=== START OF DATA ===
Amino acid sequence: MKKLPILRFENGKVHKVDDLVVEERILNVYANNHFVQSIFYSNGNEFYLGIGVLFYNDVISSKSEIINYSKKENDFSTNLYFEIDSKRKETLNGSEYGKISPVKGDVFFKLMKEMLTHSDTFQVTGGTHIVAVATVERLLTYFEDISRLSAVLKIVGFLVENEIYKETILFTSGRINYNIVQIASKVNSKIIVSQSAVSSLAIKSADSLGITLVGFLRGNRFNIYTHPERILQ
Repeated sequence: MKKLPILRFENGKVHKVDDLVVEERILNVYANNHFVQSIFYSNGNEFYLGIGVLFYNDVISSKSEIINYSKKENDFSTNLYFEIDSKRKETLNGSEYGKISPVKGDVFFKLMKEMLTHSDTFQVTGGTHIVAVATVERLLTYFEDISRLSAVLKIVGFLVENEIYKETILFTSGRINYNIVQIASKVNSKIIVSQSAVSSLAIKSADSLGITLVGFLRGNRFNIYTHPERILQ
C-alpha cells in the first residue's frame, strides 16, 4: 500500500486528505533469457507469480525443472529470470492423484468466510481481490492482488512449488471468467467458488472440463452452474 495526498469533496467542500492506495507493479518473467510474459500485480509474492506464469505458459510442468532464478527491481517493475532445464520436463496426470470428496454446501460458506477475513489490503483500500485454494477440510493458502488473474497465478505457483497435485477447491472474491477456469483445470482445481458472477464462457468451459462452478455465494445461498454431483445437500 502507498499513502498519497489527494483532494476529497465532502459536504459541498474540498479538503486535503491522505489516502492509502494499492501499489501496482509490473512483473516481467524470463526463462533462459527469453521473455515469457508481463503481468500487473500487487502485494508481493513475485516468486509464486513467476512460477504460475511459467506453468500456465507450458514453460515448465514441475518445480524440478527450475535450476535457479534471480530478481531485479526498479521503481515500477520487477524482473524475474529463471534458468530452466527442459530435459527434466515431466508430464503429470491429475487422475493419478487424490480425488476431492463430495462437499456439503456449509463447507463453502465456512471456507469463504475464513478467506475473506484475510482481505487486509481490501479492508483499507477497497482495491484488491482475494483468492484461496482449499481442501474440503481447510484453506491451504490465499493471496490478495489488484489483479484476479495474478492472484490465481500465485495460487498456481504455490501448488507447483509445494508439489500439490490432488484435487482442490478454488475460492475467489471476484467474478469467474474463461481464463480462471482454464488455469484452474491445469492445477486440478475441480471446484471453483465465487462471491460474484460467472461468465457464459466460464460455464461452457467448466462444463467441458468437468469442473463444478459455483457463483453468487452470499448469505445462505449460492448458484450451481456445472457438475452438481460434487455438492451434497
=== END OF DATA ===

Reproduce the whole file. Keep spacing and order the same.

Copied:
Amino acid sequence: MKKLPILRFENGKVHKVDDLVVEERILNVYANNHFVQSIFYSNGNEFYLGIGVLFYNDVISSKSEIINYSKKENDFSTNLYFEIDSKRKETLNGSEYGKISPVKGDVFFKLMKEMLTHSDTFQVTGGTHIVAVATVERLLTYFEDISRLSAVLKIVGFLVENEIYKETILFTSGRINYNIVQIASKVNSKIIVSQSAVSSLAIKSADSLGITLVGFLRGNRFNIYTHPERILQ
Repeated sequence: MKKLPILRFENGKVHKVDDLVVEERILNVYANNHFVQSIFYSNGNEFYLGIGVLFYNDVISSKSEIINYSKKENDFSTNLYFEIDSKRKETLNGSEYGKISPVKGDVFFKLMKEMLTHSDTFQVTGGTHIVAVATVERLLTYFEDISRLSAVLKIVGFLVENEIYKETILFTSGRINYNIVQIASKVNSKIIVSQSAVSSLAIKSADSLGITLVGFLRGNRFNIYTHPERILQ
C-alpha cells in the first residue's frame, strides 16, 4: 500500500486528505533469457507469480525443472529470470492423484468466510481481490492482488512449488471468467467458488472440463452452474 495526498469533496467542500492506495507493479518473467510474459500485480509474492506464469505458459510442468532464478527491481517493475532445464520436463496426470470428496454446501460458506477475513489490503483500500485454494477440510493458502488473474497465478505457483497435485477447491472474491477456469483445470482445481458472477464462457468451459462452478455465494445461498454431483445437500 502507498499513502498519497489527494483532494476529497465532502459536504459541498474540498479538503486535503491522505489516502492509502494499492501499489501496482509490473512483473516481467524470463526463462533462459527469453521473455515469457508481463503481468500487473500487487502485494508481493513475485516468486509464486513467476512460477504460475511459467506453468500456465507450458514453460515448465514441475518445480524440478527450475535450476535457479534471480530478481531485479526498479521503481515500477520487477524482473524475474529463471534458468530452466527442459530435459527434466515431466508430464503429470491429475487422475493419478487424490480425488476431492463430495462437499456439503456449509463447507463453502465456512471456507469463504475464513478467506475473506484475510482481505487486509481490501479492508483499507477497497482495491484488491482475494483468492484461496482449499481442501474440503481447510484453506491451504490465499493471496490478495489488484489483479484476479495474478492472484490465481500465485495460487498456481504455490501448488507447483509445494508439489500439490490432488484435487482442490478454488475460492475467489471476484467474478469467474474463461481464463480462471482454464488455469484452474491445469492445477486440478475441480471446484471453483465465487462471491460474484460467472461468465457464459466460464460455464461452457467448466462444463467441458468437468469442473463444478459455483457463483453468487452470499448469505445462505449460492448458484450451481456445472457438475452438481460434487455438492451434497